Photo by Izyan Yob
4. Don’t you dare shy away from discussing sex and marriage!
A lot of parents meet the minimum requirement of The Talk. Don’t stop there — please don’t let it be a one-time lecture; make it an ongoing conversation. Even if you’re cringing on the inside, maintain a casual posture.
Remind your children on occasion that: a) You know more than they do, b) You know more than their friends, c) You’ll tell them the truth, and d) You have the benefit of experience. Years after we had those initial talks, I’d continue to throw out topics that turned their faces red — but later, my kids have returned to me to ask specific questions.
You be the one to teach them correct, slang and even offensive words for their body. You inform their thinking about the beauty and significance of sex in marriage as designed by God. You be honest if you made choices you regret. You don’t have to be specific in some of those instances, and of course, consider your child’s maturity level.
They know more than you think they do, by the way.
From their middle-school years on, we’ve challenged our children to listen to us as they grow older regarding their choice for a mate. In the event we had strong reservations about whom they were dating, our hope is that this idea is so ingrained in their thinking, they’ll trust and believe our opinion.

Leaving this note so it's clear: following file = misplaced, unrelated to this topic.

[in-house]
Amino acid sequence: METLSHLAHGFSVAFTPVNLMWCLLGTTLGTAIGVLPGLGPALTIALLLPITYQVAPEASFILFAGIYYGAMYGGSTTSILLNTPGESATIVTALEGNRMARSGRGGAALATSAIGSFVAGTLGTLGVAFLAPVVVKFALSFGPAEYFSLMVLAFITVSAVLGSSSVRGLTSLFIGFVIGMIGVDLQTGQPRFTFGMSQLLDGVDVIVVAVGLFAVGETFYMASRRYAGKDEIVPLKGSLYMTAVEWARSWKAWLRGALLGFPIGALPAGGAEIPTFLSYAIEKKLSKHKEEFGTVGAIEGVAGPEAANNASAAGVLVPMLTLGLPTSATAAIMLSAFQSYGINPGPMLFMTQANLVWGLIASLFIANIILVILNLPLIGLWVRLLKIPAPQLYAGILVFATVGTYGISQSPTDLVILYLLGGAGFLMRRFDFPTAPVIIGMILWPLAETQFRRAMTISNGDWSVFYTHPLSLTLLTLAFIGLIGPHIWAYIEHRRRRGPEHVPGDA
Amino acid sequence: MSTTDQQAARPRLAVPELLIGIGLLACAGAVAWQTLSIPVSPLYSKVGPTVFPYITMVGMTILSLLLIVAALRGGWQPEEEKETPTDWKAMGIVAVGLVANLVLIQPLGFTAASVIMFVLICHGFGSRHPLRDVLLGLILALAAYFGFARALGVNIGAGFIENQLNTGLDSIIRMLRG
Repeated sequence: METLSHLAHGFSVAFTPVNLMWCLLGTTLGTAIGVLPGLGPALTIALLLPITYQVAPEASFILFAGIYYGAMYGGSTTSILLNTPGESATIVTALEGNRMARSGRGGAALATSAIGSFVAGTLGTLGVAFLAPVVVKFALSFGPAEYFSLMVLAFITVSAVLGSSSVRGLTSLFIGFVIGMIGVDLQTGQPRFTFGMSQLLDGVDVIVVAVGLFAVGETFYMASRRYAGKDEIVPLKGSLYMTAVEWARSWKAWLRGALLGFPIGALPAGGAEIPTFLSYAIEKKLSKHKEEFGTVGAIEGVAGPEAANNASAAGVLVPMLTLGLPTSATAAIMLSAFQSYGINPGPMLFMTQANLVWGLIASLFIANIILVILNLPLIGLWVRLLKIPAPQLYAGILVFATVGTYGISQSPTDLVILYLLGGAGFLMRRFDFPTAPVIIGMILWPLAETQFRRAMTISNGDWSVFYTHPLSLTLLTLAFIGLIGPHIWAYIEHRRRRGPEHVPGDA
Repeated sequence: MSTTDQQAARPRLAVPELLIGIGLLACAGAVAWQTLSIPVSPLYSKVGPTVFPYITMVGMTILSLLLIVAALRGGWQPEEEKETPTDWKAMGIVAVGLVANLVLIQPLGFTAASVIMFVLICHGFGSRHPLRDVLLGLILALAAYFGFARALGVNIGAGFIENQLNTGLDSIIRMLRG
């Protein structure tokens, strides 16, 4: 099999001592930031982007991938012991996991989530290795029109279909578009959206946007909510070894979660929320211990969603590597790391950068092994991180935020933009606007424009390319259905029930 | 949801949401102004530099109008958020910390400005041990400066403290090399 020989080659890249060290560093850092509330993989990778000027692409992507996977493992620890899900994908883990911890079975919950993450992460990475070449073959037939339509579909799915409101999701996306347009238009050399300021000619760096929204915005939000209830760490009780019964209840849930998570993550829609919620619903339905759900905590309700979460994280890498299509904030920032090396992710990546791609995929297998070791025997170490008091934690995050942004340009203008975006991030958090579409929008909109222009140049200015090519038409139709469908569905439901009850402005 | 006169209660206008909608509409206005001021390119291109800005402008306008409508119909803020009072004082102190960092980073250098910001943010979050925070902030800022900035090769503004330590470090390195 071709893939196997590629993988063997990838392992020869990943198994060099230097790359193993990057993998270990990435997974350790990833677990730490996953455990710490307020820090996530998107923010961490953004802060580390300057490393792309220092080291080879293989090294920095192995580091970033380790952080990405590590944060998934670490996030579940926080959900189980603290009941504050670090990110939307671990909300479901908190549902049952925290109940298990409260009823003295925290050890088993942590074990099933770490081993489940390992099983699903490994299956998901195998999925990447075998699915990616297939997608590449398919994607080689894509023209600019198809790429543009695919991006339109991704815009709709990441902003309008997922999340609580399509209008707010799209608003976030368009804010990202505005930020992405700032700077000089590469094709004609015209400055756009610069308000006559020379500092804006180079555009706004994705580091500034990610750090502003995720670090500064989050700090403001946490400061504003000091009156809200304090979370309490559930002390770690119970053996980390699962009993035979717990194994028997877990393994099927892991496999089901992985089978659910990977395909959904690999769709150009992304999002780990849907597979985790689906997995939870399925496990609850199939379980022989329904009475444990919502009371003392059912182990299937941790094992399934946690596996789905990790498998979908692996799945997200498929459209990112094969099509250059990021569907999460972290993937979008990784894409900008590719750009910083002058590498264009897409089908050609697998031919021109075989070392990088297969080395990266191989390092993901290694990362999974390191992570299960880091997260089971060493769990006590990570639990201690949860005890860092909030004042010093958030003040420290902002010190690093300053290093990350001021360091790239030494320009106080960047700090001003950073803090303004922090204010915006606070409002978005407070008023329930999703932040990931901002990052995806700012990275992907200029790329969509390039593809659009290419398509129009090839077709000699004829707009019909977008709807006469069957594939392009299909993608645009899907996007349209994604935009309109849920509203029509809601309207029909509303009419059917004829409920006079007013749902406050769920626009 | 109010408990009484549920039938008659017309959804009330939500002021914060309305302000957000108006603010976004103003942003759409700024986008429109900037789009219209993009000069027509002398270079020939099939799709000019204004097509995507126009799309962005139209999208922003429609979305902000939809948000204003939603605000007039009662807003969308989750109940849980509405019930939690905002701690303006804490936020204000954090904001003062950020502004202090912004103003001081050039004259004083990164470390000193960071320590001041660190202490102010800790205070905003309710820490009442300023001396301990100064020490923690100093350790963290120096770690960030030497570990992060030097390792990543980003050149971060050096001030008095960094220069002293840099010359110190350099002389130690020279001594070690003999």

Your children’s view of physical intimacy and marriage will be shaped through your perspective, not their friends. Plus, they’ll have accurate information.
5. The clock is ticking, so give them TIME.
When my oldest was ten, I could’ve maimed my friend who said, “She’s already lived half the amount of time she’s going to be with you….” I’m not suggesting you cling to your teen or live vicariously through him, but remember that eventually he’ll leave home after — high school? college? — and so you need to seize days and moments while he’s still home.
Your teens may seem like they don’t need you, but they still want you. And more important, they want you to want them.
Give your teen enough uninterrupted opportunities to talk, and you’ll get a glimpse into their inner life. Some of our best conversations have taken place in our garage after a drive home from a school activity. One on one, no interruption…and I got to hear their hearts.
Photo by Dan Foy
6. Don’t take it personally.
A healthy teen becomes more independent with each year; gradually, friends become more important to them than family. This is natural, and though it might sting a little (especially if you’ve always been close to your children), it doesn’t mean they love you any less.
Anticipating this phase will prevent your feelings from being hurt, and will prepare you better when your child leaves the nest.
Look for the next 6 words of wisdom next Friday. In the meantime — what are your biggest fears about one day raising teenagers? Or if you’re right in the thick of it, too, what are your nuggets of wisdom?